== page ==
A student newspaper article about interactive fiction (quoting Emily Short and me) Blaming Roget’s Thesaurus Finding the URL of a framed HTML document My visit to the John Lennon Artificial Intelligence Project HarperCollins re-issuing the works of C.S. Lewis Dave Winer on “The Web is a Writing Environment“

Great Twitter thread on Aaron Burr, from the Internet Archive

Funny what you find in books. When digitizing an 1807 book about the trial of Aaron Burr, we discovered this promissory note for a large sum of money, signed by Burr, the former Vice President & man who famously shot Alexander Hamilton. Funny what you find in books. When digitizing an 1807 book about the trial of Aaron Burr, we discovered this promissory note for a large sum of money, signed by Burr, the former Vice President & man who famously shot Alexander Hamilton. pic.twitter.com/6kkwaZNnWO — Internet Archive (@internetarchive) March 23, 2021

Bottled Authors: the predigital dream of the audiobook

There was no way to preserve sounds before the nineteenth century. Speeches, songs, and soliloquies all vanished moments after leaving the lips. That situation changed in 1877, when Thomas Edison began working on a machine that could mechanically reproduce the human voice. Edison’s team successfully assembled a device on which Edison recorded “Mary Had a Little Lamb,” a nursery rhyme that would become the first words ever spoken by the phonograph.2 Depending on how you define the term, Edison’s inaugural recording of verse might be considered the world’s first audiobook.. –Matthew Rubery, Cabinet Magazine

Sperm whales in 19th century shared ship attack information

From whaling and sealing stations to missionary bases, western culture was imported to an ocean that had remained largely untouched. As Herman Melville, himself a whaler in the Pacific in 1841, would write in Moby-Dick (1851): “The moot point is, whether Leviathan can long endure so wide a chase, and so remorseless a havoc.” Sperm whales are highly socialised animals, able to communicate over great distances. They associate in clans defined by the dialect pattern of their sonar clicks. Their culture is matrilinear, and information about the new dangers may have been passed on in the same way whale matriarchs share knowledge about…

Behold this stack of August Wilson library books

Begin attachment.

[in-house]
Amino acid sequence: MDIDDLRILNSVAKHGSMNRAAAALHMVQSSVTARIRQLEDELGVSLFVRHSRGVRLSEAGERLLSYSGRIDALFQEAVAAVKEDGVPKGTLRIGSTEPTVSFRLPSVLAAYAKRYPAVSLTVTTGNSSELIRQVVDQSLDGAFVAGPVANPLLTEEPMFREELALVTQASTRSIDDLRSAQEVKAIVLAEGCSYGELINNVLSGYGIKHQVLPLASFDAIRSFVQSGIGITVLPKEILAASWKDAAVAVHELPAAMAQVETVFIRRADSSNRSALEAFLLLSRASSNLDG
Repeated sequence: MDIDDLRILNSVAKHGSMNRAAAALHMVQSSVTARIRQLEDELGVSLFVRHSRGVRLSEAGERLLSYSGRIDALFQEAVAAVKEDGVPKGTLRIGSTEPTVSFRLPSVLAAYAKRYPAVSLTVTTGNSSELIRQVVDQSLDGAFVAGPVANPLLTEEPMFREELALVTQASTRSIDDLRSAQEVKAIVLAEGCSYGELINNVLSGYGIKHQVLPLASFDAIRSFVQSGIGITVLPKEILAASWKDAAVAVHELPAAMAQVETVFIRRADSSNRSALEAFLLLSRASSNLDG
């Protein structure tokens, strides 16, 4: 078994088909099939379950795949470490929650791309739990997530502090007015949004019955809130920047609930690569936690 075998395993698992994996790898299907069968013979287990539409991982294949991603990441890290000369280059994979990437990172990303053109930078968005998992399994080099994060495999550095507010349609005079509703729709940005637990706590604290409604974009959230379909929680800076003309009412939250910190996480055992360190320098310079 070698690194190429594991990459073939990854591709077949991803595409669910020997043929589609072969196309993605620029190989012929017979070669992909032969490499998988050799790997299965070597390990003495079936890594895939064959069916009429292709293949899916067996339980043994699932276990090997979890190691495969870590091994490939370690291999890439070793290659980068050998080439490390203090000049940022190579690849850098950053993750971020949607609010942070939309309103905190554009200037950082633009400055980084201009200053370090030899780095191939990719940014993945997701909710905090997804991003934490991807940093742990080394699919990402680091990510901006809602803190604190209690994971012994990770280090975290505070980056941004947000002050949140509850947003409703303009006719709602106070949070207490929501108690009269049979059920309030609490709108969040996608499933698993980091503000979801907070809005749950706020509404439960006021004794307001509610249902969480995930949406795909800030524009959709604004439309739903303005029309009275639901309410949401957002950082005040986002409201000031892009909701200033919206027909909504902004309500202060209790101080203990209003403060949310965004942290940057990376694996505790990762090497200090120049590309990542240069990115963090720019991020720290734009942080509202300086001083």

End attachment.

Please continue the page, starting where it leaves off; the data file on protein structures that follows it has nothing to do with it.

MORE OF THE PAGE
Yay, libraries. I’m delighted that my college library has a full set of August Wilson’s plays. I’ve had them all checked out for a couple months, but I’m finished with them for now. During the Christmas break I taught a special topics course on Wilson’s Century Cycle. I thought it was too much to expect students to read all 10 plays during an intensive course that lasts for just 3 weeks, so I assigned four plays that we all read, and broke the class up into groups that covered the other six plays. I hope to offer this course again,…

Dr. Seuss Racism Controversy: A Dr. Seuss Expert Unpacks the Author’s History With Racism, Sexism

Nobody is banning, cancelling or censoring Dr. Seuss. Here’s some great context on why the Seuss estate is voluntarily retiring six titles that contain offensive racial stereotypes. One of the themes across Seuss’ work is the use of exotic, national, racial, and ethnic others as sources of humor. I don’t think he meant that with malice, but to use someone’s nationality or race as a punchline doesn’t land well, especially if you are a person of that nationality or race. I don’t think he thought about how that might be hurtful to the people who identify themselves in that way.…

No, Dr. Seuss is not being “banned” or “censored” — but Dr. Seuss Enterprises is voluntarily retiring six books that contain racist stereotypes

It’s nothing new that Theodore “Dr. Seuss” Geisel used racist stereotypes, particularly in his wartime political cartoons. I’m seeing social media chatter from people who a few days ago were up in arms about the gender of a potato (which was overblown, manufactured hype) and who are now leaping to the defense of Dr. Seuss, who is (according to the memes) being “banned” or “cancelled.” In fact, it was the company Dr. Seuss Enterprises that voluntarily decided to stop publishing six books because they include racist stereotypes. That’s not how I define “banned.” If people really need to read rhymes…

Why Computers Will Never Write Good Novels

If it were possible to build a digital novelist or poetry analyst, then computers would be far more powerful than they are now. They would in fact be the most powerful beings in the history of Earth. Their power would be the power of literature, which although it seems now, in today’s glittering silicon age, to be a rather unimpressive old thing, springs from the same neural root that enables human brains to create, to imagine, to dream up tomorrows. It was the literary fictions of H.G. Wells that sparked Robert Goddard to devise the liquid-fueled rocket, launching the space…

Nellie Bly: A Race Against Time | Heinz History Center

On Nov. 14, 1889, Bly waved goodbye to family and friends from the New Jersey Hoboken Pier aboard the Augusta Victoria steamer. Traveling by steamships and trains, her journey sent her around the world from America to England, France, Italy, Egypt, Yemen, Sri Lanka, Malaysia, Singapore, China, Japan, and back to a port in San Francisco. She then traveled by train across the U.S., with four major stops including Harrisburg, Pa., before arriving back in New Jersey on Jan. 25, 1890.